Report | Farm labor

Farm exports and farm labor: Would a Raise for Fruit and Vegetable Workers Diminish the Competitiveness of U.S. Agriculture?

Briefing Paper #295

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A quarter of the fresh fruit produced in the United States and almost a tenth of the fresh vegetables are exported. These exports—largely enabled by technology and transportation revolutions allowing fruits and vegetables to be consumed far from their place of production1—are a significant and growing force in the U.S. economy. In 2008, U.S. agricultural exports of $115 billion exceeded agricultural imports of $80 billion, generating a $35 billion farm trade surplus. Between 1989 and 2009, the value of U.S. agricultural exports rose 2.5 times, while exports of highvalue agricultural products, including fruits and vegetables, more than tripled.

However, over the same 20-year period, average hourly earnings for U.S. farmworkers only increased $1.52, from $8.55 to $10.07 (in 2009 dollars). The workers who are helping to produce these labor-intensive commodities are not seeing much benefit from rising exports.

How would the competitiveness of U.S. fruit and vegetable exports be impacted if farmworker wages rose? And how would this affect the pocketbooks of U.S. consumers? By examining the links between U.S. farmworker wages and fruit and vegetable exports, this briefing paper answers these questions. Specifically, the paper finds:

  • A 40% increase in farmworker earnings would lift a typical seasonal farmworker’s earnings from about $10,000 a year to $14,000 a year, above the poverty line for an individual.2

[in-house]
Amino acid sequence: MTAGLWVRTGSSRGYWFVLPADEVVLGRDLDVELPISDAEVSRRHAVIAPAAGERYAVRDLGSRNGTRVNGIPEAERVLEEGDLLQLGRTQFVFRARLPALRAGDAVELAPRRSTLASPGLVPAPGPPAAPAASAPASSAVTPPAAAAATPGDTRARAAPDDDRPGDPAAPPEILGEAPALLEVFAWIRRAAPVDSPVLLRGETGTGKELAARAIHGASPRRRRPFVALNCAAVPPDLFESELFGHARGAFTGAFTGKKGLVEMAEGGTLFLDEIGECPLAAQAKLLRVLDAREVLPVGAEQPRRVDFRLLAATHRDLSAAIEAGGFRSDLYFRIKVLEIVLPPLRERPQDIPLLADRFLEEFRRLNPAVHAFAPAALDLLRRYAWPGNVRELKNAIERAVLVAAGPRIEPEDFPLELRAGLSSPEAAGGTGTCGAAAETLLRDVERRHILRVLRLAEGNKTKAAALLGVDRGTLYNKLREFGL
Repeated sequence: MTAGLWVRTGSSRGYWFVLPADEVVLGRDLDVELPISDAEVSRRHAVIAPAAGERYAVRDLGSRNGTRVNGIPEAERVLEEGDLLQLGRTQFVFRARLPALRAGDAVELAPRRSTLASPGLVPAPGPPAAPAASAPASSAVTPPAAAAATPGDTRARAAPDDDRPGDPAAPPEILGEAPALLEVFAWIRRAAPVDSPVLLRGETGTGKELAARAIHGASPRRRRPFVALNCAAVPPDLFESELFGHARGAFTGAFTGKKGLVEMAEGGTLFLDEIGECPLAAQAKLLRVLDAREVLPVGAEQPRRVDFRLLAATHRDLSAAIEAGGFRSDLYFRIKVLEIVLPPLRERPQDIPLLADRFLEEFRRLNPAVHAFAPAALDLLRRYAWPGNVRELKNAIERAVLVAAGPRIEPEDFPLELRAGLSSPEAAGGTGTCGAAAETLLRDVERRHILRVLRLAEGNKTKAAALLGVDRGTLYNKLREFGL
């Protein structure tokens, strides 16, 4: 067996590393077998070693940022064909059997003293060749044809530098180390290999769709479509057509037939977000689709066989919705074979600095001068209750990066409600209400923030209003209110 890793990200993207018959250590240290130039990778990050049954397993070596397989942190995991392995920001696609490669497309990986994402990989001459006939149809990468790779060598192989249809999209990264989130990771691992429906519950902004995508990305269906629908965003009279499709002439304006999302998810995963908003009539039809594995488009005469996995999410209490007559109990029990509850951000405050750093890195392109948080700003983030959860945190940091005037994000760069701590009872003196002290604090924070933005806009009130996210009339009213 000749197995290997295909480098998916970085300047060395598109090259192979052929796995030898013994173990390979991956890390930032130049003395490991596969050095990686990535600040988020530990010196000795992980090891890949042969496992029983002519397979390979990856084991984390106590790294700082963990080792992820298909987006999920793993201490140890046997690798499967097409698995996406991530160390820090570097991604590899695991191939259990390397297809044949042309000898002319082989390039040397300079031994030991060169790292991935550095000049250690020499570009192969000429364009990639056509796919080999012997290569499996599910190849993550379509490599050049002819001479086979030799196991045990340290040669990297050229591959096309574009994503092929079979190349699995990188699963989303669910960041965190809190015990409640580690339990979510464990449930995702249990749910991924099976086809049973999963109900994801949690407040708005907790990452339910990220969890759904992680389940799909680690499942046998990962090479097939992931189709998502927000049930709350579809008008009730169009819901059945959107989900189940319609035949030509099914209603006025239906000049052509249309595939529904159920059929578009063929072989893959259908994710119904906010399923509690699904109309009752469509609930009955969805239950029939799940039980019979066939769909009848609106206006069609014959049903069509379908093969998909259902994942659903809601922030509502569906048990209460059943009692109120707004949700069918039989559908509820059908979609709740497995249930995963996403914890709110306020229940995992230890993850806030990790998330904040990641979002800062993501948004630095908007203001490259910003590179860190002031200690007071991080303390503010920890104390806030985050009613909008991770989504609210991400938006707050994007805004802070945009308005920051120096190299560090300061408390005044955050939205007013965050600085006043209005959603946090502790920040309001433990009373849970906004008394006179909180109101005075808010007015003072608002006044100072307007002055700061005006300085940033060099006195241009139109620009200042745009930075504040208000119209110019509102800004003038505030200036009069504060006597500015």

• A 40% increase in farmworker earnings would at the most raise U.S. household spending about $16 a year, roughly the price of two matinee movie tickets. U.S. consumers, who spent less than $430 per household on fresh fruits and vegetables in 2009, would need to spend less than $446 to accommodate the tiny share of retail prices going to farm labor.3 (This $16 estimate assumes that rising wages would not change production or consumption, which likely would change, as follows.)
  • If farm labor costs rose, farm operators could and likely would make changes that increase worker productivity, including providing workers with productivity increasing harvesting aids, hastening the adoption of productivity-increasing growing and harvesting techniques, providing labor aids that reduce the physical demands of farm work and thus expand the potential workforce, and speeding the mechanization already underway in harvesting of commodities such as oranges and raisin grapes as well as in pre-harvesting activities such as pruning. (Producer responses would of course vary by commodity, producer size, and location.)
  • If higher wages prompt changes by farm operators to boost worker productivity, wage increases might expand, rather than reduce, U.S. fruit and vegetable production.
  • The impact of any price changes from increased wages (i.e., production cost increases not offset by corresponding increases in productivity but passed along to consumers) would be small because the major export markets for U.S. fresh fruits and vegetables—Canada and Mexico—have few lower cost alternative sources. (Rising U.S. farm wages may have relatively few shortterm impacts on certain high-value exports to Asian markets, but these exports could be threatened in the long run by the lower-cost, high-quality production in places such as China even at current wages.) In short, increasing farmworker wages to raise farmworkers out of poverty poses little threat to consumer pocketbooks or U.S. exports.

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